The idea of homozygosity as being an important culprit is further supported by the earlier work of Noble and Blum and associates [42]. They reported on subjects with A2/A2, A1/A2, and A1/A1 alleles, and found a strong association between alleles and the density of DRD2 binding sites. The number of binding sites of the DRD2 receptors was significantly reduced in subjects with the A1 allele, in which a high association with alcoholism was found. A progressively reduced number of binding sites was found in subjects with A2/A2, A1/A2, and A1/A1 alleles. Individuals that were homozygous for A1/A1 had the lowest number of binding sites, while individuals with A2/A2 had the highest number. The polymorphic pattern of the DRD2 gene and its differential expression of receptors suggests the involvement of the dopaminergic system in conferring susceptibility to at least one subtype of severe alcoholism.
In another investigation, a single nucleotide polymorphism in the gene encoding for fatty acid amide hydrolase (FAAH) C385A (rs324420) was analyzed. FAAH is an enzyme that hydrolyzes the endocannabinoid anandamide and associated amidated signaling lipids. In this study, FAAH was investigated to determine whether its variance was linked with changes in cravings and withdrawal after marijuana abstinence, changes in craving after cue exposure, or sensitivity to the acute effects of marijuana. Specifically, C385A variance was found to be significantly correlated with changes in withdrawal after abstinence as well as happiness after smoking marijuana, but not craving behavior [43].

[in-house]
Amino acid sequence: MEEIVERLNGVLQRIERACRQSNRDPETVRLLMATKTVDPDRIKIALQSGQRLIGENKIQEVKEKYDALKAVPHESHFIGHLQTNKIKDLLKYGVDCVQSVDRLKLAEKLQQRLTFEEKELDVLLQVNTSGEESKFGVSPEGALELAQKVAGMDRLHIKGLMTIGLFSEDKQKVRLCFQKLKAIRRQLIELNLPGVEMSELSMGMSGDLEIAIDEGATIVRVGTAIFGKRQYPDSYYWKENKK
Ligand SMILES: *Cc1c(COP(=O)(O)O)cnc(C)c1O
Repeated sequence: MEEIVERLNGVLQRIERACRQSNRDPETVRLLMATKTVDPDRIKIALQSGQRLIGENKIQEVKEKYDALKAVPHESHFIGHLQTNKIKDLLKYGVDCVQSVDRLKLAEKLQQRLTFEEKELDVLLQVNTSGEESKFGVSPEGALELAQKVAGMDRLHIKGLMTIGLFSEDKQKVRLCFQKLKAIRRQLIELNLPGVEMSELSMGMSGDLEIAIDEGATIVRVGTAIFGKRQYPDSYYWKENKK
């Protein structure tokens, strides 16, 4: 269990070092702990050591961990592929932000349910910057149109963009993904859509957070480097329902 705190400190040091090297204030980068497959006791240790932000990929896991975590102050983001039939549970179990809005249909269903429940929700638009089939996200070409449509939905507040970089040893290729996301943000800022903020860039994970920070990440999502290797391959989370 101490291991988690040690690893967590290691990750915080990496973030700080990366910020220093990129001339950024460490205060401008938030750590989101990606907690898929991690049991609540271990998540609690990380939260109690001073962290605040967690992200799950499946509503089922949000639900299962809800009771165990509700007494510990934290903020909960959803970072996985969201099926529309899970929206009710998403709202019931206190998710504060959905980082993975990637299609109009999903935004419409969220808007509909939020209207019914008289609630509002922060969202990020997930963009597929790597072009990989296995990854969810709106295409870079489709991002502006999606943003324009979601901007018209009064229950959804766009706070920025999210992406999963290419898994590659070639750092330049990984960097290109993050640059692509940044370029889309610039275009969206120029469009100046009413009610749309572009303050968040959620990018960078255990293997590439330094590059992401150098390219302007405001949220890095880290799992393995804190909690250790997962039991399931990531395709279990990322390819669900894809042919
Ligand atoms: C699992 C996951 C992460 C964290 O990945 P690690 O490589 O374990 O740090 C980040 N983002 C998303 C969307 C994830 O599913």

Cannabis exposure during important developmental milestones has the potential to disrupt epigenetic programming and markers, resulting in long-lasting changes in gene function and intergenerational physiological consequences. Research has shown that the embryonic neural system patterning is vulnerable to maternal cannabis use [44,45,46,47,48,49,50]. Its consumption during pregnancy has also been linked to a higher risk of behavioral, cognitive, addiction vulnerability, and neuropsychiatric defects [17,44,51,52,53]. Research by Smith et al., showed that developmental and pre-gestational cannabis exposure changed epigenetic processes like DNA methylation and histone alterations, which have functional repercussions for gene expression. The fetal epigenetic programming of genes was suggestive of alterations in regions involved in the development of various neuropsychiatric disorders, such as autism, ADHD, schizophrenia, SUD, etc. Specifically, DiNieri et al., studied striatal dopamine in fetal brain specimens that had been exposed to cannabis in utero [54]. They found that through epigenetic mechanisms that are responsible for histone lysine methylation regulation, the expression of the messenger RNA for DRD2 was reduced in the nucleus accumbens (NAc), which is a crucial reward center located in the ventral striatum.